But it was Albrecht-Payton who provided the day’s most dramatic evidence. She was the one who answered Wright’s mother Katie Bryant’s frantic calls, turning the camera of her phone onto Bryant’s dying son.
She told the court about that call, saying: ‘It was his mom. She was asking what happened and I was delirious. I was screaming, ‘They shot him they shot him!’ and then I pointed the camera on him, and I’m so sorry I did that.
Albrecht-Payton told the court that she did not know what to do in the aftermath of the shooting. All she had in her head was images of CPR she had ‘seen on the movies or on TV.’
‘I didn’t know what to do I just put my hands over his chest and tried to hold it and scream his name and have him talk to me,’ she said.
‘I kept saying, ‘Daunte say something please, just talk to me,’ and he just didn’t. I know he wanted to. I replay that image in my head daily.’
In a brief cross-examination, defense counsel Earl Gray focused in on the hours before the traffic stop.
Albrecht-Payton admitted that she and Wright had split a joint at her mother’s home that morning but said that it didn’t have ‘any disabling effects,’ on either of them.
Albrecht-Payton said she did not recall if the car engine was off or on during the entire interaction with police.
She told Gray that she could only recall that ‘his hands were never on the wheel, only his foot was on the gas.’
Former Brooklyn Center cop Kim Potter, 49 (center), sits with her legal team during day two of her trial on Thursday
Location of the stop and crash: Officers tried to arrest Wright after pulling him and his girlfriend over for a traffic violation at about 2pm on April 11 before realizing he had an outstanding warrant
Officer Daniel Irish, of Champlin Police Department, took the stand Thursday afternoon to tell jurors how he and other officers battled in vain to save Wright
Eldridge and Gray repeatedly circled back on this point in both of their rebuttals. Whether or not the car engine was running is a central part of the state’s case that Potter’s behavior was reckless and in breach of Brooklyn Center Police Department’s own taser policy.
The second witness of the day gave testimony in an apparent bid by prosecutors to bolster their claims that Potter was reckless and endangered others with her use of force.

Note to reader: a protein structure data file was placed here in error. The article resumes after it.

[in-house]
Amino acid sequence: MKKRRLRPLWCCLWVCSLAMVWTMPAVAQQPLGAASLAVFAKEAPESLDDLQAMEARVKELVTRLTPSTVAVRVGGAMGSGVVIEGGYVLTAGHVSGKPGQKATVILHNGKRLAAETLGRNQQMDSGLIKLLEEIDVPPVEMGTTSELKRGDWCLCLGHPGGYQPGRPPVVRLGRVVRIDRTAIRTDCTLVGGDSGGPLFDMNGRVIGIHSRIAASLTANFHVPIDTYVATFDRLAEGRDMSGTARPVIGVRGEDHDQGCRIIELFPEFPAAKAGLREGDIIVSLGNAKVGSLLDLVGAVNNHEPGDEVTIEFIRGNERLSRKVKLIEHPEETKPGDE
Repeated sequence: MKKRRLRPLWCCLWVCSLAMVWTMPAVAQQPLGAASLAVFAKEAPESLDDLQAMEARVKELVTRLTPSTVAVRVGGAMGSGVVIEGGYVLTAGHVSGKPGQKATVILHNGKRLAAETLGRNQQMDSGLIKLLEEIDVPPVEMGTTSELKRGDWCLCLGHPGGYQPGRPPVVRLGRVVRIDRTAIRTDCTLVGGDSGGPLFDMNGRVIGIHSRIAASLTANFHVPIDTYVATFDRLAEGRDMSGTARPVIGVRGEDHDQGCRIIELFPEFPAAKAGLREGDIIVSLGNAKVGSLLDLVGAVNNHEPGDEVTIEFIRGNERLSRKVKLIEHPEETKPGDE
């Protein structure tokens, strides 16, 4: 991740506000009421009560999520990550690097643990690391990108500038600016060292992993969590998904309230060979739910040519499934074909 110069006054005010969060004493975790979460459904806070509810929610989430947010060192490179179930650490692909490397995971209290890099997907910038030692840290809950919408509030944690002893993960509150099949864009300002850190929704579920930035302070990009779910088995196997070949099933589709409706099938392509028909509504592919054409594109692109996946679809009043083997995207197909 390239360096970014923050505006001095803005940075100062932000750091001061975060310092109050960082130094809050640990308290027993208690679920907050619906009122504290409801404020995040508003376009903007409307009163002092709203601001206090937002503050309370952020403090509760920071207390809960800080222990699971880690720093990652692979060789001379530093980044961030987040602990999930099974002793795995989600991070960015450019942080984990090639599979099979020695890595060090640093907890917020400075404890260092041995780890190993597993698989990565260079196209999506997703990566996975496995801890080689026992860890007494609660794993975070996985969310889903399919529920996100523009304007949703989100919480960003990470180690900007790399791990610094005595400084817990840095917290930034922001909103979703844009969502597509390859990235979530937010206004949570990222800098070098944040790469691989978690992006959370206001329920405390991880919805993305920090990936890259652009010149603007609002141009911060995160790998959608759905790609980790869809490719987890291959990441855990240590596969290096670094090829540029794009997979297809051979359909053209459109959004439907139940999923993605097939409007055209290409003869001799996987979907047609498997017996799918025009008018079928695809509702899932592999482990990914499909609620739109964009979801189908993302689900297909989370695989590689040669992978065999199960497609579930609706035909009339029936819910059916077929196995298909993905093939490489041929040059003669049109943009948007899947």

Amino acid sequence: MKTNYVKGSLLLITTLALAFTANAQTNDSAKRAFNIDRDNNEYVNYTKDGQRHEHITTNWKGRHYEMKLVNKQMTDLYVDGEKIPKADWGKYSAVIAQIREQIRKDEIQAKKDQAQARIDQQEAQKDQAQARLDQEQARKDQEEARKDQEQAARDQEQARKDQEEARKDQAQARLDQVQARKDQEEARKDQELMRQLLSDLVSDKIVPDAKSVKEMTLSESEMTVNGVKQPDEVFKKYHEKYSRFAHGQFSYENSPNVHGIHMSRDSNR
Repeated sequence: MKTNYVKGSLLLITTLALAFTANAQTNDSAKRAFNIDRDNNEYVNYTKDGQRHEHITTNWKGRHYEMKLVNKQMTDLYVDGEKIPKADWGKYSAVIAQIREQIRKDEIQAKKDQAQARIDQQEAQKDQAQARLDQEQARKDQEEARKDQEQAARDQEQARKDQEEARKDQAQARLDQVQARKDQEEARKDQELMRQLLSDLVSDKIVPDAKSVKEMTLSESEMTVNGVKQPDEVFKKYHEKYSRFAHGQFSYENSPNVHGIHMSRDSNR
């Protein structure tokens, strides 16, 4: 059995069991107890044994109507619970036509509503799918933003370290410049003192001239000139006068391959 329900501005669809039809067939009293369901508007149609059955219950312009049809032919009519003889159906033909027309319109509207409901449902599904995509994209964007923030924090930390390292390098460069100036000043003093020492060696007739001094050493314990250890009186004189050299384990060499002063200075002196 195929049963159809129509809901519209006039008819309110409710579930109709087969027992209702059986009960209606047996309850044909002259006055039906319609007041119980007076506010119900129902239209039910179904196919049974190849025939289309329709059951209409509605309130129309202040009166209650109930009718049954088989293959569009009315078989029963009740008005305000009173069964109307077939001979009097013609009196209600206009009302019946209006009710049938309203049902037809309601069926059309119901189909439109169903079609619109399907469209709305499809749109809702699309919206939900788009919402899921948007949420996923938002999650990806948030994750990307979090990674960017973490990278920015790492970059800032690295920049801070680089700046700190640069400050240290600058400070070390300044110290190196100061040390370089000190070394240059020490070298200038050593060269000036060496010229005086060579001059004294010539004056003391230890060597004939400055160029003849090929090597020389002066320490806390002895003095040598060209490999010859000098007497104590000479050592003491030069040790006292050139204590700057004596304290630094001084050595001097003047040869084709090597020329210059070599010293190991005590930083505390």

Patricia Lundgren was the 84-year-old driver of the car struck by Wright when he lost control of his car after he sped away having been shot.
Assistant Attorney General Matthew Frank questioned Lundgren, drawing out the sequence of the crash in which her husband, who was her passenger, was injured.
What Lundgren’s testimony lacked in drama was made up for by pictures of her smashed-up Subaru which were shown to the jury.
Jurors were later shown disturbing footage of Wright being pulled from his car, at gun point, his head lolling back as he was carried unconscious and bleeding and placed on the ground.
The images of officers administering CPR were shown in court but not broadcast according to an earlier order from Judge Regina Chu.
She has also ruled that autopsy photographs will be shown to the jury but not seen via the trial livestream.
The footage was shown as Officer Daniel Irish, of Champlin Police Department, took the stand Thursday afternoon to tell jurors how he and other officers battled in vain to save Wright.
Irish told jurors that he had checked for a pulse on Wright’s wrist and neck but found none.
Jurors saw bodycam footage of hysterical Albrecht-Payton immediately after Wright crashed his car after being shot
He placed a chest seal over the exit wound on Wright’s side then held the young man’s chin and kept his airways clear as a fellow officer administered CPR.
Defibrillator electrodes were applied to his chest and side to determine whether there was enough of a heartbeat to respond to a shock. There was not.
Ultimately, he said, a paramedic told officers to stop and pronounced Wright dead on the scene. Irish then helped get a sheet to cover up his body.
On audio of the bodycam footage a paramedic can clearly be heard saying, ‘No pulse. Grab that sheet.’
Jurors were also shown several still images.
The pictures were not broadcast and were shown to the court despite the defense’s objections.
They included a picture of Wright slumped at the wheel of his car, an image of officers attempting to save his life and one of a paramedic checking for a pulse.
Potter, a police officer for 26 years before she resigned five days after the shooting, has been charged on two counts; first-degree manslaughter predicated on reckless use/handling of a firearm and second-degree manslaughter.
With no criminal history, she is unlikely to receive the maximum sentence on either count should she be convicted. The maximum penalty for first degree manslaughter in Minnesota is 15 years but sentencing guidelines of 7-10 years mean she could be looking at less than half of that time behind bars.
But the prosecution has made it known that they intend to press for an upward departure from these sentencing guidelines and more prison time.